Tummy Calm Salve (Fennel)

Whether you are a first time or seasoned mom, it is difficult and exhausting to sit with a baby who has “colic”. Symptoms can be stomach spasms, bloating, constipation, diarrhea and pain. Causes can be an immature nervous system, allergies, poor/sluggish digestion, contaminated food, inflammation, tight muscles, and stagnation/energy blockage. Mom often just needs to buy some time for her little one’s system to mature, reset, and heal. Combined with infant massage techniques, this salve can help relieve symptoms. Mood and rest will improve for both mother and child so that bonding can occur.

Instructions: Fill a 16 ounce jar with equal amounts (about 3/4 cup each) of fresh basil, fennel tops, dill tops, lemon balm, spearmint and chamomile. Press down if your jar overfills. Then fill the jar with organic olive oil. Let sit and top off before sealing. Infuse for 2 weeks and then strain. Proceed to use in your favorite salve recipe.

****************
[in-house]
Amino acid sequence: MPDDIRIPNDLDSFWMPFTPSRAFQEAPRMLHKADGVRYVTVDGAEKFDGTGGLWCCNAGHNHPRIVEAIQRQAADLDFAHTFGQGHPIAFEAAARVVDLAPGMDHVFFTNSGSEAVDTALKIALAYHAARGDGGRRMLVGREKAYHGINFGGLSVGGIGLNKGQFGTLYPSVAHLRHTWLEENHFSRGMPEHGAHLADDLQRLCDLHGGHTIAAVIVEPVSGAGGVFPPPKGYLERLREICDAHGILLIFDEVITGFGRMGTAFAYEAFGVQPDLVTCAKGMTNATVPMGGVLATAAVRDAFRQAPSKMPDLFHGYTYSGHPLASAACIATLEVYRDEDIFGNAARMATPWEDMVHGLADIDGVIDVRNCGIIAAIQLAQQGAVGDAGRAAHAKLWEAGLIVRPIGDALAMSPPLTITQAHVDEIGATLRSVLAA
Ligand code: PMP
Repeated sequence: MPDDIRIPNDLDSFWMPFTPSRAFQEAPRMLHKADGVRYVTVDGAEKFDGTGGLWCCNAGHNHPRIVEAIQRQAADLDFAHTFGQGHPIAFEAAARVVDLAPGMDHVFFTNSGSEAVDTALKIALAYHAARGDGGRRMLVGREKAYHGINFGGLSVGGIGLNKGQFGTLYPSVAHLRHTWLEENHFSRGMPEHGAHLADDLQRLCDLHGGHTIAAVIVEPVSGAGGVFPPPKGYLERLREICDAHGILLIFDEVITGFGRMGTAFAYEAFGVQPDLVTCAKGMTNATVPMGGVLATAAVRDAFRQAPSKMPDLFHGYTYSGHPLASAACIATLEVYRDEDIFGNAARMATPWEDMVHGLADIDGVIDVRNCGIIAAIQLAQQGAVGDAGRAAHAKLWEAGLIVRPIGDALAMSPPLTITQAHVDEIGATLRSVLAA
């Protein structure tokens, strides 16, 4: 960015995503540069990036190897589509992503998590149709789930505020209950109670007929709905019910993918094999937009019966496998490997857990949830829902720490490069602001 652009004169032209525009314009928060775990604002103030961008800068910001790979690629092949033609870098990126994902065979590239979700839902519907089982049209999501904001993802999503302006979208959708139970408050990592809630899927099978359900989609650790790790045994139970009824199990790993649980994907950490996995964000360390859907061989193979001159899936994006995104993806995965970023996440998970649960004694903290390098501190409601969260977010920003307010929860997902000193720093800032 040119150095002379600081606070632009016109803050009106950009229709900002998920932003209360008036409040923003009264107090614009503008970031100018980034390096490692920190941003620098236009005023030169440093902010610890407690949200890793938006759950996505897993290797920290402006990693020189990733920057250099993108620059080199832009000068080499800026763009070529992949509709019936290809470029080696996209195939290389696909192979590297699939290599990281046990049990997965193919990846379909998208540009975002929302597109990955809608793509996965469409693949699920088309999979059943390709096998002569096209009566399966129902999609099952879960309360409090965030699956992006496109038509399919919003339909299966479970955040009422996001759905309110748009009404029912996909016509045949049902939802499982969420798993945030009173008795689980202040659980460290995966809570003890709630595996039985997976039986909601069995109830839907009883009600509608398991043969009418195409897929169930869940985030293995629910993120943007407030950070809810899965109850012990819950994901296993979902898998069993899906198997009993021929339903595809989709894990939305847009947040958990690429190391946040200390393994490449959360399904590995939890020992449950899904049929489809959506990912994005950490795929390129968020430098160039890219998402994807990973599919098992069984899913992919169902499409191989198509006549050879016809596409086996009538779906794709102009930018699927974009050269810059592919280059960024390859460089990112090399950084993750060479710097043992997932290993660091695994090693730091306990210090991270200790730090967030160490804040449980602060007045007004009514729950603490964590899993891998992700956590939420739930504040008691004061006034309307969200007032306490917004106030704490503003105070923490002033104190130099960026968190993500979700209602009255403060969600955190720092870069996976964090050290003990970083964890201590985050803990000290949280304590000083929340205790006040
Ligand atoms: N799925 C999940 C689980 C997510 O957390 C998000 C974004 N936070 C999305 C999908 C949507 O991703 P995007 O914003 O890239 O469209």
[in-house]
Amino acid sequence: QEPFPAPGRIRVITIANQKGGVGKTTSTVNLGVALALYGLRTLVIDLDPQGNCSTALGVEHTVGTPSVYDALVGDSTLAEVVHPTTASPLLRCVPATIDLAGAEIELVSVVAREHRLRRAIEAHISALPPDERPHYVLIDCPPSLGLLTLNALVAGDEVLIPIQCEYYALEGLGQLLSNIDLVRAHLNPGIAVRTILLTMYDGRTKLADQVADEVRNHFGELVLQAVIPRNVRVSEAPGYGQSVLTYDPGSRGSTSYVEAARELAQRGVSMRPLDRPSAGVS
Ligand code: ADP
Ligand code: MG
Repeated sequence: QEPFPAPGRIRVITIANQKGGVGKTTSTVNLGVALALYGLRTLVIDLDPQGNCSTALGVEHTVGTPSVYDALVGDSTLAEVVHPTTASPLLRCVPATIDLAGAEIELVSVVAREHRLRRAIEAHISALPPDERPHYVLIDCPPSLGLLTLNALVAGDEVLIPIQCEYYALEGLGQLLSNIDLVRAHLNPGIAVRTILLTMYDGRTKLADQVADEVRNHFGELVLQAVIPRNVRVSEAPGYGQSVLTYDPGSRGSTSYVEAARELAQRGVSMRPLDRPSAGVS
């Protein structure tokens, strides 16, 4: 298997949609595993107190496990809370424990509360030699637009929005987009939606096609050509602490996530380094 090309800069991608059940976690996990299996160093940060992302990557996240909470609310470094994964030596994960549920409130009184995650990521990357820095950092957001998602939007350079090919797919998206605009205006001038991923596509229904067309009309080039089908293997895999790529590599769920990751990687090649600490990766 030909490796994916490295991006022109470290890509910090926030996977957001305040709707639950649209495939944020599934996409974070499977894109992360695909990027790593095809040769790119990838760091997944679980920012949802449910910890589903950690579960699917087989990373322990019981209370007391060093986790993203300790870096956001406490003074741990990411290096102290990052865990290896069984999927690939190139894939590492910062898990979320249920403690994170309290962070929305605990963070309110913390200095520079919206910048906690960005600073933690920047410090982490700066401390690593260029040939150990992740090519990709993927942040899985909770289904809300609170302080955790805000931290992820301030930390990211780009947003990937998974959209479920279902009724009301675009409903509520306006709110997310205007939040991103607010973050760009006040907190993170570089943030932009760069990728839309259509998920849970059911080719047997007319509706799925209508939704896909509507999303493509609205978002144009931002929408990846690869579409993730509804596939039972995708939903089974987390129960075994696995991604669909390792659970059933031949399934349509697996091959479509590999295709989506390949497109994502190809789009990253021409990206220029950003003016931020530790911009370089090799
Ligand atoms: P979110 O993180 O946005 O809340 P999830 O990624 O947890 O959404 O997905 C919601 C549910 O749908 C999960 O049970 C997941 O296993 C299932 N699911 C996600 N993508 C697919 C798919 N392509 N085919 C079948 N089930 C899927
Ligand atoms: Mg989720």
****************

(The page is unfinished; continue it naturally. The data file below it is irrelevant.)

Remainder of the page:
Foeniculum officinale

Foeniculum is a member of the parsley/carrot family that is often found in colonies. It is important to identify this herb accurately, even if growing in an urban yard or garden. Warmer climates produce a perennial almost 5 feet tall. A carrot shaped root is below the ground. When very mature the stem can form a large white “bulb” (like celery) at its base. There are 2-5 hollow, pithy, finely grooved bright/jade green stalks with bluish stripes. Some plants appear to have a waxy/white “bloom”. The leaves grow from the center/basal (immature) or branch off upper stalks as wide alternate sheaths (mature) that wrap around the outside. Leaf shape is pinnate, very compound, and constructed of numerous threadlike filiform segments (like some ferns or asparagus). Compound umbels produce yellow flowers in late summer or early fall. When cut, torn, or rubbed the plant parts produce a strong licorice scent. Fennel seeds are light green (becoming a bit yellow as they dry/mature) oblong, dense and a good size.